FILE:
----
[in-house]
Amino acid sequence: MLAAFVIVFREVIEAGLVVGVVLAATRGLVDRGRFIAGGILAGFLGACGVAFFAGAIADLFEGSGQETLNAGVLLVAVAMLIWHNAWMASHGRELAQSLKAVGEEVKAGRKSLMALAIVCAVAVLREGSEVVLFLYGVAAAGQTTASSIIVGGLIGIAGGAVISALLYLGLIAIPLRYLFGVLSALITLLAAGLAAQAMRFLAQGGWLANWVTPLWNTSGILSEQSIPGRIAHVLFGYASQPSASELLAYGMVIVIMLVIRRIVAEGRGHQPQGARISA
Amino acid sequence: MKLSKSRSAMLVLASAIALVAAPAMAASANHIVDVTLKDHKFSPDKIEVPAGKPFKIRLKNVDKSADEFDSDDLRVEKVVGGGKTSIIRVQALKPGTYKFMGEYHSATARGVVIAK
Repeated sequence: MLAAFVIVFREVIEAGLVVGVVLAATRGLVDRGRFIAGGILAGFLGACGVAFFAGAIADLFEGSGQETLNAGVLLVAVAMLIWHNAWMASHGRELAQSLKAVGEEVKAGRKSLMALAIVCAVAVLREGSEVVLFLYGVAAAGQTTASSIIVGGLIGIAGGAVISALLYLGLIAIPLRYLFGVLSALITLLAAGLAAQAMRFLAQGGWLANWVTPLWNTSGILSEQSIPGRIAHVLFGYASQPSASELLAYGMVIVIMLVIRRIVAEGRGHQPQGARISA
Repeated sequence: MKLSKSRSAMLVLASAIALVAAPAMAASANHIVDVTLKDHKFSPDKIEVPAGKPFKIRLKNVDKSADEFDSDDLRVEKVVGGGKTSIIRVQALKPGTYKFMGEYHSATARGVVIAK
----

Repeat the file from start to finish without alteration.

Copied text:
[in-house]
Amino acid sequence: MLAAFVIVFREVIEAGLVVGVVLAATRGLVDRGRFIAGGILAGFLGACGVAFFAGAIADLFEGSGQETLNAGVLLVAVAMLIWHNAWMASHGRELAQSLKAVGEEVKAGRKSLMALAIVCAVAVLREGSEVVLFLYGVAAAGQTTASSIIVGGLIGIAGGAVISALLYLGLIAIPLRYLFGVLSALITLLAAGLAAQAMRFLAQGGWLANWVTPLWNTSGILSEQSIPGRIAHVLFGYASQPSASELLAYGMVIVIMLVIRRIVAEGRGHQPQGARISA
Amino acid sequence: MKLSKSRSAMLVLASAIALVAAPAMAASANHIVDVTLKDHKFSPDKIEVPAGKPFKIRLKNVDKSADEFDSDDLRVEKVVGGGKTSIIRVQALKPGTYKFMGEYHSATARGVVIAK
Repeated sequence: MLAAFVIVFREVIEAGLVVGVVLAATRGLVDRGRFIAGGILAGFLGACGVAFFAGAIADLFEGSGQETLNAGVLLVAVAMLIWHNAWMASHGRELAQSLKAVGEEVKAGRKSLMALAIVCAVAVLREGSEVVLFLYGVAAAGQTTASSIIVGGLIGIAGGAVISALLYLGLIAIPLRYLFGVLSALITLLAAGLAAQAMRFLAQGGWLANWVTPLWNTSGILSEQSIPGRIAHVLFGYASQPSASELLAYGMVIVIMLVIRRIVAEGRGHQPQGARISA
Repeated sequence: MKLSKSRSAMLVLASAIALVAAPAMAASANHIVDVTLKDHKFSPDKIEVPAGKPFKIRLKNVDKSADEFDSDDLRVEKVVGGGKTSIIRVQALKPGTYKFMGEYHSATARGVVIAK